In an effort to “add time” to my day and include more books to my routine, I’ve started using audiobooks to make effective use of my time and squeeze in as much reading as possible. I started back with The Passage by Justin Cronin because it was such a beefy volume. Plus, I had the credits racked up in my account and I was itching to see how much I could make this work with my personal reading challenge. The good news is that using audiobooks is giving me a good opportunity to make more effective use of my time. Now, I’m listening to a favorite (Stephen King’s It) without compromising my reading time I’d prefer to spend on other books (like the imposing Harlan Ellison anthology that has made my nightstand its new home). Instead of watching yet another episode of something stupid (like Spongebob Squarepants or iCarly) on tv while I fold laundry, clean my room, or do a dozen other menial things that require activity without brain power, I am enjoying taking in something that challenges me on an entirely different level.

The more I read, or the more I listen to stories, the more I realize I’m picking out the little things that make the story work, or the niggling little details that irk me. Yesterday, somewhere between folding jeans and putting them away, I re-wound the story to make sure I really heard multiple unnecessary adjectives creep into the work of The Master. 😉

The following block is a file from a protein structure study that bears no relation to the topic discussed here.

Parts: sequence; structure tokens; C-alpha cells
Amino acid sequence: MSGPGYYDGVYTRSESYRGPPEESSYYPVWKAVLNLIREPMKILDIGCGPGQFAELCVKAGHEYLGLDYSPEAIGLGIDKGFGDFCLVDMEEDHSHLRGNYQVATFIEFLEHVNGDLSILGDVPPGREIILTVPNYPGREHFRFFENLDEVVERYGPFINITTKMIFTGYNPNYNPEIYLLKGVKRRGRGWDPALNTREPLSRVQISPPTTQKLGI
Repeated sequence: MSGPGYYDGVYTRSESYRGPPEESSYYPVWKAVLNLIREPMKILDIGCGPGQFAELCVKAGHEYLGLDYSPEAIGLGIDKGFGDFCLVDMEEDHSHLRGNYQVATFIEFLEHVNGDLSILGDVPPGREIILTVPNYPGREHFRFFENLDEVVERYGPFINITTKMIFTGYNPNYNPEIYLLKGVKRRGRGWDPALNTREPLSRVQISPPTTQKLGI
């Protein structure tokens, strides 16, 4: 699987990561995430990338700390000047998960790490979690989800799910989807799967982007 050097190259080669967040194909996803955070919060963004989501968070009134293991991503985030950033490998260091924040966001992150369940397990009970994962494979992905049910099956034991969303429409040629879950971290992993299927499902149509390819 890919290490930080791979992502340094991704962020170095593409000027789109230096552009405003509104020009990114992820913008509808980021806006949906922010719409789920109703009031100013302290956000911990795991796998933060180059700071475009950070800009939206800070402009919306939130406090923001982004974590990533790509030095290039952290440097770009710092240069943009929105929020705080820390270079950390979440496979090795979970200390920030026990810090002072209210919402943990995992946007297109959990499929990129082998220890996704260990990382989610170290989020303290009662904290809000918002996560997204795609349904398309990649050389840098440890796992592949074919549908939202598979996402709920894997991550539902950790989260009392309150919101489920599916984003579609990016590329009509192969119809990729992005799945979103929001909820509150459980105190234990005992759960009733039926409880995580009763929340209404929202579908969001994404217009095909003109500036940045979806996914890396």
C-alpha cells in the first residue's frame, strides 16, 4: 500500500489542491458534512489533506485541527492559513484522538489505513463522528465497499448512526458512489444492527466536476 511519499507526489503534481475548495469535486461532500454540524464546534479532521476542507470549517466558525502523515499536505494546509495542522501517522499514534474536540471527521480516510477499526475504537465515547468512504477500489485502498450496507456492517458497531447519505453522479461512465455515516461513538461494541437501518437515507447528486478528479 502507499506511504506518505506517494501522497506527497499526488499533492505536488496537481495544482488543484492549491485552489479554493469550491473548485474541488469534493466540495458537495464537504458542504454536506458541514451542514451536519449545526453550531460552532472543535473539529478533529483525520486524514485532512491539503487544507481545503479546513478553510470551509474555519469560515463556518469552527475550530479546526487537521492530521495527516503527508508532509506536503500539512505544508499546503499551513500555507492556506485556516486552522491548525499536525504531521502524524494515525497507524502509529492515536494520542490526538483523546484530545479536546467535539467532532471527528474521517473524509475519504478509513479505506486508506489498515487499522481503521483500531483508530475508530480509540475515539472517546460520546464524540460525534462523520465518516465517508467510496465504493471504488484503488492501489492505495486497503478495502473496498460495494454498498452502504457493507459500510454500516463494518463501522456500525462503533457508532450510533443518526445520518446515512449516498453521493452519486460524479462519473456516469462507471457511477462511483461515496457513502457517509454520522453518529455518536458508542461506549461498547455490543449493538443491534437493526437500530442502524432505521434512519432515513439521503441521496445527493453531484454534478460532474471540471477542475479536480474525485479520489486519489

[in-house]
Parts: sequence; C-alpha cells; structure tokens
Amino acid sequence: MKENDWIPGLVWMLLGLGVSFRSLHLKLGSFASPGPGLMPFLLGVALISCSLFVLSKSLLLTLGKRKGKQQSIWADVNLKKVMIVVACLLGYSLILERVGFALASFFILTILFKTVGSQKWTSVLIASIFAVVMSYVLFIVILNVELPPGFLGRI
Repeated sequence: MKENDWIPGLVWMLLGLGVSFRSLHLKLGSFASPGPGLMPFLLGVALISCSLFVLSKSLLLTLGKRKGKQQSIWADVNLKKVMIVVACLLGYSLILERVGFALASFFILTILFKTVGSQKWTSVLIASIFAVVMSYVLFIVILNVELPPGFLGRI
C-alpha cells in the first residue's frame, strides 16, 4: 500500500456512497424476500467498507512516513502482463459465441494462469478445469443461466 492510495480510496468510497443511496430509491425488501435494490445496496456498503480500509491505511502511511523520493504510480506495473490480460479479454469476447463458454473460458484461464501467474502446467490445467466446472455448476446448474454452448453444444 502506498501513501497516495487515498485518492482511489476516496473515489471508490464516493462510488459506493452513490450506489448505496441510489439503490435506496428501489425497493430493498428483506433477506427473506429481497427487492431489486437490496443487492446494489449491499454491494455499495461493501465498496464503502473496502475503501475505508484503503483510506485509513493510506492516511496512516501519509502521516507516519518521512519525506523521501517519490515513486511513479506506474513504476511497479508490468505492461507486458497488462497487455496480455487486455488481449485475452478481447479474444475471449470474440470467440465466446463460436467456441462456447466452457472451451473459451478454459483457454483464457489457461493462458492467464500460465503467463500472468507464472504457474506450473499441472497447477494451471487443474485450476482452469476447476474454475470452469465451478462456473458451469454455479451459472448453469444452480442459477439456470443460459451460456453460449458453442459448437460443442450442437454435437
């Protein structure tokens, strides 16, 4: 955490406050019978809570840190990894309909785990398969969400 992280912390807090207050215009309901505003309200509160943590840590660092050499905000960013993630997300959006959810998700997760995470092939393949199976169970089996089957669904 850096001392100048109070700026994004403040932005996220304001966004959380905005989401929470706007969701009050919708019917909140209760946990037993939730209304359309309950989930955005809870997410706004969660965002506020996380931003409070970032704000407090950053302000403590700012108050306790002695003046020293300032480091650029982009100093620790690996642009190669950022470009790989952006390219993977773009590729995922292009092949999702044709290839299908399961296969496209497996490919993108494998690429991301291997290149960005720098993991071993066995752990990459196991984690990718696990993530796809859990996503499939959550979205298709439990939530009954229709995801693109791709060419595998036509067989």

For those who seek to refine their craft and push their abilities, I highly recommend using audiobooks to make the most of the time that’s available to you. They can be used to fill the holes in the day during the daily commute, during household chores when the tv would be the only available companion, or when doing the grocery shopping. Don’t underestimate the serenity that results from tuning out the world and indulging in a developmental pleasure like reading. This also gives me “free” time to read things that aren’t on the top of my reading list without sacrificing my goals. If nothing else, the extra time and the freedom to expand into unfamiliar territory that it allows me is worth what I spend a month on my subscription.

Audiobooks are available at most libraries, can be found at bookstores (though they are priced at roughly the same price as hardback books), used bookstores, online through various booksellers and media providers like iTunes or, and some e-readers also feature a text-to-speech on some books, allowing you to listen to texts in a (comically) robotic voice. I recommend trying the free or nearly free options first to see if you’ll benefit from ingesting your stories through your ears. I’ll take a moment to review my dealer of choice ( this weekend or early next week. Until then, happy reading!

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  1. July 11, 2012 at 6:44 pm

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